In his 1903 masterwork The Souls of Black Folk, W.E.B. Du Bois wrote movingly and incisively about the educational systems he encountered as a student, teacher, scholar, and activist. As a child in Great Barrington, Massachusetts, a college student at Fisk, a graduate student at Harvard, and a college professor at Wilberforce and Atlanta University, Du Bois experienced both marginally integrated and deeply segregated schools. Although not representative of black education in his time, Du Bois’s formative educational experiences defined the scholar-activist he became. Due in part to the complexity of his educational background as well as his research as a sociologist and historian, Du Bois held nuanced views about integration. In 1935, he argued that although integration accompanied by full racial equality was a desirable ideal, the reality in the United States was such that “most Negroes cannot receive proper education in white institutions.”  Du Bois’s perspective offers a challenge not only to our reading of the history of school desegregation but also to the circumstances of our educational system in twenty-first-century America. As a society, we continue to wrestle with both the persistent problem of segregation in schools and the failure of integrated institutions to offer satisfactory educational experiences for many students of color.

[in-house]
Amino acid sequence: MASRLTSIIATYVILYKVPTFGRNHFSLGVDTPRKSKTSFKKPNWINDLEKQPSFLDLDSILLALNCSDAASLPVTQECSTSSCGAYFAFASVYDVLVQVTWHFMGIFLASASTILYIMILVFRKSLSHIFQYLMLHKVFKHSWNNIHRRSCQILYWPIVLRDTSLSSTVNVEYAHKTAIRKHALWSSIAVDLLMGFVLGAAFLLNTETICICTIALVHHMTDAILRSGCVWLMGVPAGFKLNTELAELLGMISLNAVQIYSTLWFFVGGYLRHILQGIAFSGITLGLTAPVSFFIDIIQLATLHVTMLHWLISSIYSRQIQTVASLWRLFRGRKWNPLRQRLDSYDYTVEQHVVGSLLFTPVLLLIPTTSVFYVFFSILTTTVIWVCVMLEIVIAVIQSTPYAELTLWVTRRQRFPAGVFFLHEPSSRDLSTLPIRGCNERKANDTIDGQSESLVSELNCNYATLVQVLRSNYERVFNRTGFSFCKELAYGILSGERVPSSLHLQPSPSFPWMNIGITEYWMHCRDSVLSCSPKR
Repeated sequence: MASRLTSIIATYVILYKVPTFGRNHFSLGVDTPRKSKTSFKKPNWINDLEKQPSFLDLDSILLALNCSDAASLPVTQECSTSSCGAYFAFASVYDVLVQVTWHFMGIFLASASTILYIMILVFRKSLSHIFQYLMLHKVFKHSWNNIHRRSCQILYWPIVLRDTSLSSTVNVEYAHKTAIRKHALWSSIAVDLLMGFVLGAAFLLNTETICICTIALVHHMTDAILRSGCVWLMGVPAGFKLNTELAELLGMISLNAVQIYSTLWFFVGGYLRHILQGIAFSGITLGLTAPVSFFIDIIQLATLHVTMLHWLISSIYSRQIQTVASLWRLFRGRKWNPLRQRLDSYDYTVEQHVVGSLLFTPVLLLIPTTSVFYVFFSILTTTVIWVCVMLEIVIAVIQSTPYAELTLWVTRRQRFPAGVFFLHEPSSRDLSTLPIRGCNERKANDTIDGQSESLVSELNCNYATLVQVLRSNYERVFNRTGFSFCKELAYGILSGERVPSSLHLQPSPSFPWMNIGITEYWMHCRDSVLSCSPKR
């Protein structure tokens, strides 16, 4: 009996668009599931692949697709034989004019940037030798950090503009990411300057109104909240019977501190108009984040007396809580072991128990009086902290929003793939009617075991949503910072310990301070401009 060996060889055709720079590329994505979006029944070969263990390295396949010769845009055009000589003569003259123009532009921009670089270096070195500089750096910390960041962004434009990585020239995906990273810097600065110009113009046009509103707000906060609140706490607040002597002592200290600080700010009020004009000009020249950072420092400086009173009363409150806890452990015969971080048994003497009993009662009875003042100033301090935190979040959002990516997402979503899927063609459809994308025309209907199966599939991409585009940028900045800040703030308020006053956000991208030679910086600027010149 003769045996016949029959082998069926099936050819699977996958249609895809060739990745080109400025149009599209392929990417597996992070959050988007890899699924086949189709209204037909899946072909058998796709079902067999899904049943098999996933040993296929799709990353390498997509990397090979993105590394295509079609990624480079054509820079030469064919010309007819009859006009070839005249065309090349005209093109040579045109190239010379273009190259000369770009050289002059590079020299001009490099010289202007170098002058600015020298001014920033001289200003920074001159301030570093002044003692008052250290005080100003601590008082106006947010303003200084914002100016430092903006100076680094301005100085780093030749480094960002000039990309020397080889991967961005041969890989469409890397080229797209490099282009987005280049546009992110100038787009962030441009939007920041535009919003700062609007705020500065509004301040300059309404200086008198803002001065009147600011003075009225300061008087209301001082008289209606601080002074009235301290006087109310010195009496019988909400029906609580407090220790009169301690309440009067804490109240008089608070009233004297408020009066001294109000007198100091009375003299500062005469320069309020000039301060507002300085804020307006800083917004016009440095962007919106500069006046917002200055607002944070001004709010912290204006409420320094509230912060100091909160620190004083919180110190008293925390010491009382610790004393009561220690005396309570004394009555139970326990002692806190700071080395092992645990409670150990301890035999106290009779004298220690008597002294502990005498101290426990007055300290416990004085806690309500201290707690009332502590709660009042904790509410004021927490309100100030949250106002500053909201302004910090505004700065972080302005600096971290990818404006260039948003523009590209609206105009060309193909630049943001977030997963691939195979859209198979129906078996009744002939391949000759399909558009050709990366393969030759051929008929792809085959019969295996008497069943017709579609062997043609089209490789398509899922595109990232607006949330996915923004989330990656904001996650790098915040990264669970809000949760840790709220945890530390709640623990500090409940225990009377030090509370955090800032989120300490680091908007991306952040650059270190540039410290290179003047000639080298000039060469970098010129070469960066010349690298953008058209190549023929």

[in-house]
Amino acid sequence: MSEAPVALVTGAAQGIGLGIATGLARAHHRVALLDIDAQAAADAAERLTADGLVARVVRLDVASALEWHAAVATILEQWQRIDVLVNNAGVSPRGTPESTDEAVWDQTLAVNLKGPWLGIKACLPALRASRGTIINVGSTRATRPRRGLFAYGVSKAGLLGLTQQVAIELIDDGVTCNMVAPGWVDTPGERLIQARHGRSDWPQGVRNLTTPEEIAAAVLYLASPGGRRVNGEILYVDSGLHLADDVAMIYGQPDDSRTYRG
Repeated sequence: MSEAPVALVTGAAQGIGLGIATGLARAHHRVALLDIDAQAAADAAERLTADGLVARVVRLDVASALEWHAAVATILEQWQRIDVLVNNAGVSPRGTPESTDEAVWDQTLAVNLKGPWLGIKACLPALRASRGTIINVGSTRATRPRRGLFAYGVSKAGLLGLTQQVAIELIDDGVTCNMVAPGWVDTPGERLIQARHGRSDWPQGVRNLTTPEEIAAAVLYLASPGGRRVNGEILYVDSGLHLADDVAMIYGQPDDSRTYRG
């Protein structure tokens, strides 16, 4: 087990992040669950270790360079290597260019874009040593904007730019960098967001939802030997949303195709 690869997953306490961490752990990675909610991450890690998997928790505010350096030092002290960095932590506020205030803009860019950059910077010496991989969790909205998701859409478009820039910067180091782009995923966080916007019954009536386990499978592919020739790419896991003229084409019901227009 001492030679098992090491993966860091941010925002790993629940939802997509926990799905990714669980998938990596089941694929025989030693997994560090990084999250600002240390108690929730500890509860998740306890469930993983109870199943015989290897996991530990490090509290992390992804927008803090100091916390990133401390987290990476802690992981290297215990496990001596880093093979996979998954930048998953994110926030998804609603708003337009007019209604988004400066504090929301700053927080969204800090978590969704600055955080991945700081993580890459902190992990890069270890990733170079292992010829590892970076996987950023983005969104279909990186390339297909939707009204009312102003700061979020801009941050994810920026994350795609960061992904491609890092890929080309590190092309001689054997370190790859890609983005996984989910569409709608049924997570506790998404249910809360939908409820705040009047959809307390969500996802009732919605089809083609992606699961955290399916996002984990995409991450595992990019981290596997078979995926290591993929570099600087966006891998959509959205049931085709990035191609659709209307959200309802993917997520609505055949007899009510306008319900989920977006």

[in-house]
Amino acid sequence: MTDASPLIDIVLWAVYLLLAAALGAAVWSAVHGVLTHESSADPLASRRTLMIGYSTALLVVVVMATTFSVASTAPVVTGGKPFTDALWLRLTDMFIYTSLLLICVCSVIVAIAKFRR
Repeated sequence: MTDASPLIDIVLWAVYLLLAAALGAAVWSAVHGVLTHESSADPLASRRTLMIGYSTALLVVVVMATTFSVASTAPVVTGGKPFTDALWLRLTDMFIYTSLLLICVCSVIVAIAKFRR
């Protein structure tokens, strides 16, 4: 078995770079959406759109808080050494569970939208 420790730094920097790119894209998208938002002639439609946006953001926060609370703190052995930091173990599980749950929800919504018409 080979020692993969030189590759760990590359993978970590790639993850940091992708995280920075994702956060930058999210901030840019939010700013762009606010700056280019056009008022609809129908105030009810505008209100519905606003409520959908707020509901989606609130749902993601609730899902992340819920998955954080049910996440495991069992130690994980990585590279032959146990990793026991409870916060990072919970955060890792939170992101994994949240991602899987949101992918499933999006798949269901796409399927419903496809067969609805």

Viewers of the Library of Congress’s online exhibition “With an Even Hand”: Brown v. Board at Fifty would do well to keep Du Bois in mind as they explore images and documents from the long fight to integrate schools in the United States. This 1948 photograph of George McLaurin in a marginally integrated, but clearly still segregated, classroom at the University of Oklahoma symbolizes the struggles of African Americans seeking educational opportunities at all levels. McLaurin’s successful challenge to the university’s policies as he pursued a graduate degree in education was one of several important cases that paved the way for the Supreme Court’s decision in Brown. At the same time, the photo illuminates how ostensibly integrated educational settings can be unsettled by racial inequalities.
Tracing the course of school integration from the nineteenth century through “The Aftermath” of Brown, the exhibition showcases the history of segregation, the NAACP’s legal campaigns, and related civil rights struggles. Photographs of key players, such as Charles Hamilton Houston and Thurgood Marshall, and scans of critical documents dramatize the exhibition’s narrative of the court cases that led to Brown and the broader context of segregation in American society.
Fittingly, for an exhibition created to mark the 50th anniversary of the landmark Supreme Court decision, “With an Even Hand” celebrates the remarkable accomplishments of the civil rights activists who challenged segregation in schools and public accommodations. It only hints, however, at the struggles that continue to plague the American educational system. Since 1990, the trend is toward more, rather than less, segregation in schools in the United States. Today, sixty years after Brown, its legacy is deeply in doubt. Without a renewed commitment to desegregation and high-quality integrated education that is inclusive of all students, the gains rightfully trumpeted in the Library of Congress’s exhibition will become only a distant memory.
 W.E.B. Du Bois, “Does the Negro Need Separate Schools?” The Journal of Negro Education 4, no. 3, The Courts and the Negro Separate School (July 1935): 328-329.